The Scientist

» fabrication, neuroscience and microbiology

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image: In Your Dreams

In Your Dreams

By | March 1, 2016

Understanding the sleeping brain may be the key to unlocking the secrets of the human mind.

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image: Learning with the Lights Out

Learning with the Lights Out

By | March 1, 2016

Researchers are uncovering the link between sleep and learning and how it changes throughout our lives.

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image: Out in the Cold

Out in the Cold

By | March 1, 2016

Serotonin’s long-debated role in sleep promotion is temperature-dependent.

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image: Sleep Circuit

Sleep Circuit

By | March 1, 2016

A web of cell types in one of the brain’s chief wake centers keeps animals up—but also puts them to sleep.

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image: Spoiler Alert

Spoiler Alert

By | March 1, 2016

How to store microbiome samples without losing or altering diversity

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image: What Lies Sleeping

What Lies Sleeping

By | March 1, 2016

Why can science still not define this most basic biological process?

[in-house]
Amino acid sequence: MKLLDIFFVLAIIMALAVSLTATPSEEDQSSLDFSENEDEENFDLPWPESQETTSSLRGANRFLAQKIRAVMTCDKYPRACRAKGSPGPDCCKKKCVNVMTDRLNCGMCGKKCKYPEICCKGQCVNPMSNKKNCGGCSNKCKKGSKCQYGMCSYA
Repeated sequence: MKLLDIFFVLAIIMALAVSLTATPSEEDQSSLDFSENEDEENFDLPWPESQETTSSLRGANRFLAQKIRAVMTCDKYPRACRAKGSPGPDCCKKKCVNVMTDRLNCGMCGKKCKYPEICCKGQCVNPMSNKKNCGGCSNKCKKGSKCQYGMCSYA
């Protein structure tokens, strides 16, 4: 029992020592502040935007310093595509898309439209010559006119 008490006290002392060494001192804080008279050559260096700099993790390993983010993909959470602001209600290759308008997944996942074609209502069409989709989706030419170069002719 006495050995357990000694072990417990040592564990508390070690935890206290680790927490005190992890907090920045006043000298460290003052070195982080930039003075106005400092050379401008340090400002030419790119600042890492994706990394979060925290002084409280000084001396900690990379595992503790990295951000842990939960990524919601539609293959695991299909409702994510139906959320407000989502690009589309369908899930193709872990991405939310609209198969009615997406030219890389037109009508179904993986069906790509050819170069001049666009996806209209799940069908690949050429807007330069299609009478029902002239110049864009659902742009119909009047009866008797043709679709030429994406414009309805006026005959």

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image: Characterizing Sleep

Characterizing Sleep

By and | March 1, 2016

Sleep-like patterns of neural activity are apparent not just at the level of the whole brain, but also in isolated neural circuits.

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image: Go To Bed!

Go To Bed!

By | March 1, 2016

The immediate consequences of losing out on sleep may be harbingers of long-term repercussions.

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image: Sleep’s Kernel

Sleep’s Kernel

By and | March 1, 2016

Surprisingly small sections of brain, and even neuronal and glial networks in a dish, display many electrical indicators of sleep.

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image: Similar Data, Different Conclusions

Similar Data, Different Conclusions

By | February 23, 2016

By tweaking certain conditions of a long-running experiment on E. coli, scientists found that some bacteria could be prompted to express a mutant phenotype sooner, without the “generation of new genetic information.” The resulting debate—whether the data support evolutionary theory—is more about semantics than science.

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